Modern Language Association

http://www.mla.org/style

The Chicago Manual of Style

http://www.chicagomanualofstyle.org/tools_citationguide.html

American Psychological Association

http://apastyle.apa.org/

Notes:
  • Most online reference entries and articles do not have page numbers. Therefore, that information is unavailable for most Encyclopedia.com content. However, the date of retrieval is often important. Refer to each style’s convention regarding the best way to format page numbers and retrieval dates.
  • In addition to the MLA, Chicago, and APA styles, your school, university, publication, or institution may have its own requirements for citations. Therefore, be sure to refer to those guidelines when editing your bibliography or works cited list.

irradiation

ir·ra·di·a·tion / iˌrādēˈāshən/ • n. 1. the process or fact of irradiating or being irradiated. 2. Optics the apparent extension of the edges of an illuminated object seen against a dark background.

Cite this article
Pick a style below, and copy the text for your bibliography.

  • MLA
  • Chicago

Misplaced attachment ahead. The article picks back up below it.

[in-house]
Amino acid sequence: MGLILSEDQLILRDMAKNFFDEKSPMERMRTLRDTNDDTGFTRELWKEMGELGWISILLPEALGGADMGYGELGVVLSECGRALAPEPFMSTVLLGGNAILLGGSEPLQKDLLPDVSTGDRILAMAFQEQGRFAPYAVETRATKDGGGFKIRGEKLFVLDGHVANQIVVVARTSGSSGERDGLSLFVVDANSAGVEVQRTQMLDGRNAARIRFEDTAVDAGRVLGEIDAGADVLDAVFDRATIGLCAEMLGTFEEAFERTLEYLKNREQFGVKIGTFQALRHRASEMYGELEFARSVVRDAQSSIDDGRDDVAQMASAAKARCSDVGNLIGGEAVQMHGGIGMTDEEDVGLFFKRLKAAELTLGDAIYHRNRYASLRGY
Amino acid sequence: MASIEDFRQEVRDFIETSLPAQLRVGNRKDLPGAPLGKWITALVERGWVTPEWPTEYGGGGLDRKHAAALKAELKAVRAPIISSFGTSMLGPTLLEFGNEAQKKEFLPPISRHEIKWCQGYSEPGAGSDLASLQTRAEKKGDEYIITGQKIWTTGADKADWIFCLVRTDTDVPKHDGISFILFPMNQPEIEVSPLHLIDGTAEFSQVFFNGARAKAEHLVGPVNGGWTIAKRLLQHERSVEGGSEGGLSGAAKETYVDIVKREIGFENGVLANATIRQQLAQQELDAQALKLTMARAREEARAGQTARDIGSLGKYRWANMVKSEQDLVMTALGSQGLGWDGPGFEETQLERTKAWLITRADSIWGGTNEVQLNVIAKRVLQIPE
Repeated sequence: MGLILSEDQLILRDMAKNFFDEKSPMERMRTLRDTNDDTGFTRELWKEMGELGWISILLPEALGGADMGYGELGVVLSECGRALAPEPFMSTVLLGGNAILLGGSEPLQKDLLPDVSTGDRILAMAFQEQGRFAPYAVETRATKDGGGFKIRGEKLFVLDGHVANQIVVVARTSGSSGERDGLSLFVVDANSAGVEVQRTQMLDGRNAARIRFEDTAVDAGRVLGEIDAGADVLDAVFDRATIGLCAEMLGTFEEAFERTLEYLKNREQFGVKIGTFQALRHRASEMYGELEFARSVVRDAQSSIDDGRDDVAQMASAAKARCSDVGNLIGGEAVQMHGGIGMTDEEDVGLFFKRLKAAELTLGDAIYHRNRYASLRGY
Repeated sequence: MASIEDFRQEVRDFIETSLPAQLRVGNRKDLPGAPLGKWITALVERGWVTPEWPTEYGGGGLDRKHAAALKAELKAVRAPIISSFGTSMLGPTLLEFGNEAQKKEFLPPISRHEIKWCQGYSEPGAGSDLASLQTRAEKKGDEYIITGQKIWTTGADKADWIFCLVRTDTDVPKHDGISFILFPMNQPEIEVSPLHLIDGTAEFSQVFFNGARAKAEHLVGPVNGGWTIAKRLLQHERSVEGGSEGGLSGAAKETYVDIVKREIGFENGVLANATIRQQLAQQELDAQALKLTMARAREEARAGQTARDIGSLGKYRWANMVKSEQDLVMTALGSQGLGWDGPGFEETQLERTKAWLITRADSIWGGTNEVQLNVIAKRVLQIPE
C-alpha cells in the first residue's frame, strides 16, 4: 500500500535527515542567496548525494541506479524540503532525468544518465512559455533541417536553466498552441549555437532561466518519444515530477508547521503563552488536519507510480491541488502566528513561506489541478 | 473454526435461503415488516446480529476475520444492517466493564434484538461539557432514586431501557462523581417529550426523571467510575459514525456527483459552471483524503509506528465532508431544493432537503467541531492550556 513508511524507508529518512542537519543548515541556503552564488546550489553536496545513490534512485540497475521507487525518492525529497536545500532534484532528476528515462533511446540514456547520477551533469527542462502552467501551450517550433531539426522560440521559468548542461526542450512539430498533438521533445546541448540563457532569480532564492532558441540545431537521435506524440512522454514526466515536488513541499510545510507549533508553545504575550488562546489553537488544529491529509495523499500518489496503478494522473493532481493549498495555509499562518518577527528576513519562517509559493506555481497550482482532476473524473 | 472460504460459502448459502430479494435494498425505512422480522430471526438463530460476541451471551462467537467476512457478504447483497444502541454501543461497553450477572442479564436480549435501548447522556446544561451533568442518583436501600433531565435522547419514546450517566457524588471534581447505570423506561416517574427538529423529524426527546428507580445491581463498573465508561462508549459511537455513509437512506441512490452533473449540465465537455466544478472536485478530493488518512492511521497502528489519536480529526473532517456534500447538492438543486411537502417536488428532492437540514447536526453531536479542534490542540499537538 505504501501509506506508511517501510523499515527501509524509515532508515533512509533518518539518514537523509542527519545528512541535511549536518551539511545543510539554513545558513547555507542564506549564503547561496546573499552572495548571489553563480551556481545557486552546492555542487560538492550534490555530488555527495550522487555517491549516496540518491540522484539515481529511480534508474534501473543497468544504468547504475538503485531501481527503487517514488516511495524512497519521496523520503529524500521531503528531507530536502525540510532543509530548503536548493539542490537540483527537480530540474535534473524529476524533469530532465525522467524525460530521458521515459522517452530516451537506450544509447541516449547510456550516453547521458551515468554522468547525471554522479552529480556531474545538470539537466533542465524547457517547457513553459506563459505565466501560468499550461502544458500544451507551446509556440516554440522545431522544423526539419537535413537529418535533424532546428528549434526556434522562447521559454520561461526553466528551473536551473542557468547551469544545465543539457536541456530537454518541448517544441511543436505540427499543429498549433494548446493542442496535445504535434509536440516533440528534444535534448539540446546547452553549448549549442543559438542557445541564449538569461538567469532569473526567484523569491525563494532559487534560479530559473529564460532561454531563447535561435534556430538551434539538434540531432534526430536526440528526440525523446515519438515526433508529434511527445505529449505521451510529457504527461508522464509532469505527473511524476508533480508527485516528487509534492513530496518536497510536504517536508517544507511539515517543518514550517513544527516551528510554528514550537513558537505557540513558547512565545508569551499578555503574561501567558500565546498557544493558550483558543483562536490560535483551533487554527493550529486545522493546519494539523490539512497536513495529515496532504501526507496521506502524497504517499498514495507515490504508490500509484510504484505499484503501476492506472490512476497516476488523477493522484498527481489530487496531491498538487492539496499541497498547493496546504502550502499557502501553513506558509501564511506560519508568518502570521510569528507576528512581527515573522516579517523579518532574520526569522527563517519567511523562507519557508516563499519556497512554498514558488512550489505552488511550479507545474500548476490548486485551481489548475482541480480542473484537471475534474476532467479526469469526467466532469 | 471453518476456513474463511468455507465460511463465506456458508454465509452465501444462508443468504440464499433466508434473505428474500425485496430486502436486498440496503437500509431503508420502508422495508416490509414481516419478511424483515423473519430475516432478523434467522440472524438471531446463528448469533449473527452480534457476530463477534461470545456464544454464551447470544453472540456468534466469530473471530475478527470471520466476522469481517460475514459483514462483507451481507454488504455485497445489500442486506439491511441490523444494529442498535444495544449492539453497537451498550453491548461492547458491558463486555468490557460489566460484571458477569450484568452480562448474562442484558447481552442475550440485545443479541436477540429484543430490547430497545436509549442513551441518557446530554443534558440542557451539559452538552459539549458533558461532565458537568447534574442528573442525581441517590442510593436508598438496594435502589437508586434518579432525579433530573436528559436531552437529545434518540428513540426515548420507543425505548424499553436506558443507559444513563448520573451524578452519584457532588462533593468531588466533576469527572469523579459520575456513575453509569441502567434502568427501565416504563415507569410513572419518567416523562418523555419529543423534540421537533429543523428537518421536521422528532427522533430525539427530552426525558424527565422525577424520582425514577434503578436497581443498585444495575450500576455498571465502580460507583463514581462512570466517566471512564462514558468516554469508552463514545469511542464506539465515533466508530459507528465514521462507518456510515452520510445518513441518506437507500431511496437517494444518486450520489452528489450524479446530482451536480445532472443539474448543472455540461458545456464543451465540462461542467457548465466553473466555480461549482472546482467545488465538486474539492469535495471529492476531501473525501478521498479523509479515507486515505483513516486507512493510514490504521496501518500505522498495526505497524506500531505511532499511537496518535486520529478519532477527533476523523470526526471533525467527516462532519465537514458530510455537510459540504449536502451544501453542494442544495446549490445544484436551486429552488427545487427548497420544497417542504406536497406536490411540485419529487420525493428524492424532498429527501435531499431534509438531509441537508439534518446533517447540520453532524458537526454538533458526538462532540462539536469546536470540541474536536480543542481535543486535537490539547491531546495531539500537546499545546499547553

• APA

"irradiation." The Oxford Pocket Dictionary of Current English. . Encyclopedia.com. 26 Apr. 2018 <http://www.encyclopedia.com>.

"irradiation." The Oxford Pocket Dictionary of Current English. . Encyclopedia.com. (April 26, 2018). http://www.encyclopedia.com/humanities/dictionaries-thesauruses-pictures-and-press-releases/irradiation

"irradiation." The Oxford Pocket Dictionary of Current English. . Retrieved April 26, 2018 from Encyclopedia.com: http://www.encyclopedia.com/humanities/dictionaries-thesauruses-pictures-and-press-releases/irradiation

Learn more about citation styles

Citation styles

Encyclopedia.com gives you the ability to cite reference entries and articles according to common styles from the Modern Language Association (MLA), The Chicago Manual of Style, and the American Psychological Association (APA).

Within the “Cite this article” tool, pick a style to see how all available information looks when formatted according to that style. Then, copy and paste the text into your bibliography or works cited list.

Because each style has its own formatting nuances that evolve over time and not all information is available for every reference entry or article, Encyclopedia.com cannot guarantee each citation it generates. Therefore, it’s best to use Encyclopedia.com citations as a starting point before checking the style against your school or publication’s requirements and the most-recent information available at these sites:

Modern Language Association

http://www.mla.org/style

The Chicago Manual of Style

http://www.chicagomanualofstyle.org/tools_citationguide.html

American Psychological Association

http://apastyle.apa.org/

Notes: